Xabi Alonso is one of the finest passers in the game, which is why Juventus covet his signature and Liverpool will only let him go at a premium price.
The midfielder will not, however, be in the Spanish XI for tomorrow's Euro 2008 final in Vienna.
"We are very strong in midfield," he said, ruefully, when asked about his omission. Being a polite man and a good squad member, he did not add that were only Spaniards selected for the team, he would be in it.
For the man keeping Alonso out of Luis Aragones' side is Brazilian. Marcos Antonio Senna da Silva, aka Marcos Senna, took Spanish citizenship shortly before the 2006 World Cup but, apart from working in Spain, has no connection with the country. Initially there was some disquiet but Senna's genial personality and commanding performances have dispelled any criticism. In the recent Euro 2008 quarter-final he prevented Italy getting any meaningful service to Luca Toni, then dispatched a penalty in the shoot-out. In the semi-final he suffocated Andrei Arshavin, the gifted playmaker who was supposed to lead Russia to the final.
None of this will have surprised anyone who has watched Senna playing for Villarreal, the upstarts from the Valencian hinterland who have become a force in La Liga and beyond. After playing for several Brazilian clubs Senna moved to Spain six years ago. He was already 26. In Brazil he progressed to Corinthians, one of the marquee clubs, but made less than 20 appearances. He returned to prominence in the unpromising surroundings of Sao Caetano, a previously unheralded club based in the suburbs of Sao Paulo who unexpectedly reached the final of the Copa Libertadores, South America's equivalent to the Champions League, in 2002.
That led to a transfer to Villarreal, who were about to embark on a fourth season in the top flight. Senna took time to settle and was a peripheral figure when Villarreal reached the semi-finals of the Uefa Cup in his second season. He was a much more significant figure when, two years later, the "Yellow Submarine" reached the last four of the Champions League, where they lost to Arsenal. Senna's passing, disciplined positioning, tackling and long-range shooting had by now come to the attention of Aragones, Spain's controversial, irascible, but shrewd manager. Senna took Spanish nationality, enabling his club to field another non-EU player. Capped in March 2006, he was a starter in the ensuing World Cup.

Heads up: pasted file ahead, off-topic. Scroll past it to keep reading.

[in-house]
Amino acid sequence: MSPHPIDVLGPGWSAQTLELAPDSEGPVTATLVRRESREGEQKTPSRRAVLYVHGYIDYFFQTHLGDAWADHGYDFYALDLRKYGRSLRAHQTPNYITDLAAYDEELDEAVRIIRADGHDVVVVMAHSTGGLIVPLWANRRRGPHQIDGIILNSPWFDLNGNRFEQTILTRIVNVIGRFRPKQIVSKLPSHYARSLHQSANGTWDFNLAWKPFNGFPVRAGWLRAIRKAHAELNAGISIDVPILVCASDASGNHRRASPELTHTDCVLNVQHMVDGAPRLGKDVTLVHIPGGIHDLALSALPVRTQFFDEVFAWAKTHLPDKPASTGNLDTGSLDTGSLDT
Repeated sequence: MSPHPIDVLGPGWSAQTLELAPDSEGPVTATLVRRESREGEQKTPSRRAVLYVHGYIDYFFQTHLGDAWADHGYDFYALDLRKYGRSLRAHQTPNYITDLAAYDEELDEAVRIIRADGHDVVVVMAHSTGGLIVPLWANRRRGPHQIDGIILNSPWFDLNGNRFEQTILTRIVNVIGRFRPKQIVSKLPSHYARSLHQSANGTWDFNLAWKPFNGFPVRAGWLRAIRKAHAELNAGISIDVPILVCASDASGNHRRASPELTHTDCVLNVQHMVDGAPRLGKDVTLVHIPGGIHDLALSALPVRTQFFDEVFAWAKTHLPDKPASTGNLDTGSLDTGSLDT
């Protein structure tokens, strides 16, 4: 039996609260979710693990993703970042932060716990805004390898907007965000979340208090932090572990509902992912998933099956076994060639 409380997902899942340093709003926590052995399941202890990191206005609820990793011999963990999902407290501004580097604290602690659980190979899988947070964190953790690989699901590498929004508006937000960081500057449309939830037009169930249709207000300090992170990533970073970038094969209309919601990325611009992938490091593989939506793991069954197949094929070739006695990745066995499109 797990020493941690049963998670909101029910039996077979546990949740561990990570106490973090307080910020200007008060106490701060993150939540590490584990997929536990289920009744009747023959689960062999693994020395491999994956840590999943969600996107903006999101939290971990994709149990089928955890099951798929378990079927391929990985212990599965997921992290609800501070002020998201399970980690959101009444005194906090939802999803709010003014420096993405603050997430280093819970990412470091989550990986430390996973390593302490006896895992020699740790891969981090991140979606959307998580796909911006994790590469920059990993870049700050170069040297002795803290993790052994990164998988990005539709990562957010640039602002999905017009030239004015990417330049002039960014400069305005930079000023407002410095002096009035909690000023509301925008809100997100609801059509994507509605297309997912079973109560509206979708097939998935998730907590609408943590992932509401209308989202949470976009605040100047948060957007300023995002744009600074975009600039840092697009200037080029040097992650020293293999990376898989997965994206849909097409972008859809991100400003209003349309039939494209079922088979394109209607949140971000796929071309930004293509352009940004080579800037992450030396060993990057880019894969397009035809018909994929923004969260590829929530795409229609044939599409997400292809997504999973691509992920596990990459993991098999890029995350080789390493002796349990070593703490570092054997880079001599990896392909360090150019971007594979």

"Not everyone was in favour at first but there was no real outcry," said Graham Hunter, a Barcelona-based journalist. "In taking Spanish nationality Senna is part of a tradition that goes back through another Brazilian, Donato, to Alfredo di Stefano [who played for Argentina before playing for Spain]."
Senna made an impression in Germany and was linked with a move to Manchester United. He remained in Spain, but dropped out of the national team. He was recalled when David Albelda, who had been filling the holding role, became a victim of the infighting at Valencia last season. Senna seized his opportunity, so much so that Alonso's recent man-of-the-match performance against Greece in Euro 2008 was never going to be enough to win a recall to the first-choice side.
It may be slightly embarrassing that the key player in the European Championship is South American but as Josef Hickersberger, the Austrian coach, said after Poland's Brazilian, Roger Guerreiro, had scored against his men: "All teams are trying to bring in players and to naturalise players in order to strengthen their own national teams. It is legitimate. These are possibilities which are open to every team according to the statutes."
Hickersberger also mentioned Eduardo, the Arsenal striker who would have led Croatia's attack but for injury. He could have mentioned Senna; Turkey's Mehmet (Marco) Aurelio; Portugal's Pepe and Deco, who, like their coach, Luiz Felipe Scolari, were born and bred in Brazil; or Germany's Kevin Kuranyi – who at least does have a half-German father.